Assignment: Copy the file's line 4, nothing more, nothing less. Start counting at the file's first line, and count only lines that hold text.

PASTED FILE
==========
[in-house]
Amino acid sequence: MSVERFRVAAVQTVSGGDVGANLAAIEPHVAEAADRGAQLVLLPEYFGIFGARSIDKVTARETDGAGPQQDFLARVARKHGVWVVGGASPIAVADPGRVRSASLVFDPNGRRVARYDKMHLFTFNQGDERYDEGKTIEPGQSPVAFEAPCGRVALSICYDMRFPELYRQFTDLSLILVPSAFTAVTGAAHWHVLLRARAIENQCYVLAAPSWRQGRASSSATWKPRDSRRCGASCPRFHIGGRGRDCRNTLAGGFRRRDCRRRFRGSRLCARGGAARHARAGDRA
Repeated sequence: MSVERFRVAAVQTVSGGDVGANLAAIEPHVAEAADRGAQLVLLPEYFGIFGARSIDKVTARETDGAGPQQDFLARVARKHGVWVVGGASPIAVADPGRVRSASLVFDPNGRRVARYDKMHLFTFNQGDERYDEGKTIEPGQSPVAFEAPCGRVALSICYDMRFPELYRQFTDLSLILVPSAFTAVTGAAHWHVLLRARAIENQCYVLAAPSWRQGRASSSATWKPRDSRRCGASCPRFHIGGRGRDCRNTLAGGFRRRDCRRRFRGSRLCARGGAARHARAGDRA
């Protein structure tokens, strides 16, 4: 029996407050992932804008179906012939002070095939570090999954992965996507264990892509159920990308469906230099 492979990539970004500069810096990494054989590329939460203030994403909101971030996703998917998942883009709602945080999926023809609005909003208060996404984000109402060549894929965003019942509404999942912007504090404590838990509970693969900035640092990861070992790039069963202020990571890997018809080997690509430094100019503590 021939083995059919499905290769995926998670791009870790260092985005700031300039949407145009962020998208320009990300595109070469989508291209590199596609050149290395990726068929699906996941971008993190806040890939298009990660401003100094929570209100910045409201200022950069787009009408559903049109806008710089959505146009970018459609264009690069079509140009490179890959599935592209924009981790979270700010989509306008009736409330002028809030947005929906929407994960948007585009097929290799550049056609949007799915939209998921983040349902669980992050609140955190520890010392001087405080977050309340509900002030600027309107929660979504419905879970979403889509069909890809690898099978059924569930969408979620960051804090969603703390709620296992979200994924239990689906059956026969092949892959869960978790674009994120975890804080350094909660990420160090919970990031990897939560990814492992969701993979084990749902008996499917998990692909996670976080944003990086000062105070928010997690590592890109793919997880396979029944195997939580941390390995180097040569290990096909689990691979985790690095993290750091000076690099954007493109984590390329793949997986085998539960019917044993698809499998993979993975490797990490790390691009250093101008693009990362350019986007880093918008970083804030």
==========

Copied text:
């Protein structure tokens, strides 16, 4: 029996407050992932804008179906012939002070095939570090999954992965996507264990892509159920990308469906230099 492979990539970004500069810096990494054989590329939460203030994403909101971030996703998917998942883009709602945080999926023809609005909003208060996404984000109402060549894929965003019942509404999942912007504090404590838990509970693969900035640092990861070992790039069963202020990571890997018809080997690509430094100019503590 021939083995059919499905290769995926998670791009870790260092985005700031300039949407145009962020998208320009990300595109070469989508291209590199596609050149290395990726068929699906996941971008993190806040890939298009990660401003100094929570209100910045409201200022950069787009009408559903049109806008710089959505146009970018459609264009690069079509140009490179890959599935592209924009981790979270700010989509306008009736409330002028809030947005929906929407994960948007585009097929290799550049056609949007799915939209998921983040349902669980992050609140955190520890010392001087405080977050309340509900002030600027309107929660979504419905879970979403889509069909890809690898099978059924569930969408979620960051804090969603703390709620296992979200994924239990689906059956026969092949892959869960978790674009994120975890804080350094909660990420160090919970990031990897939560990814492992969701993979084990749902008996499917998990692909996670976080944003990086000062105070928010997690590592890109793919997880396979029944195997939580941390390995180097040569290990096909689990691979985790690095993290750091000076690099954007493109984590390329793949997986085998539960019917044993698809499998993979993975490797990490790390691009250093101008693009990362350019986007880093918008970083804030």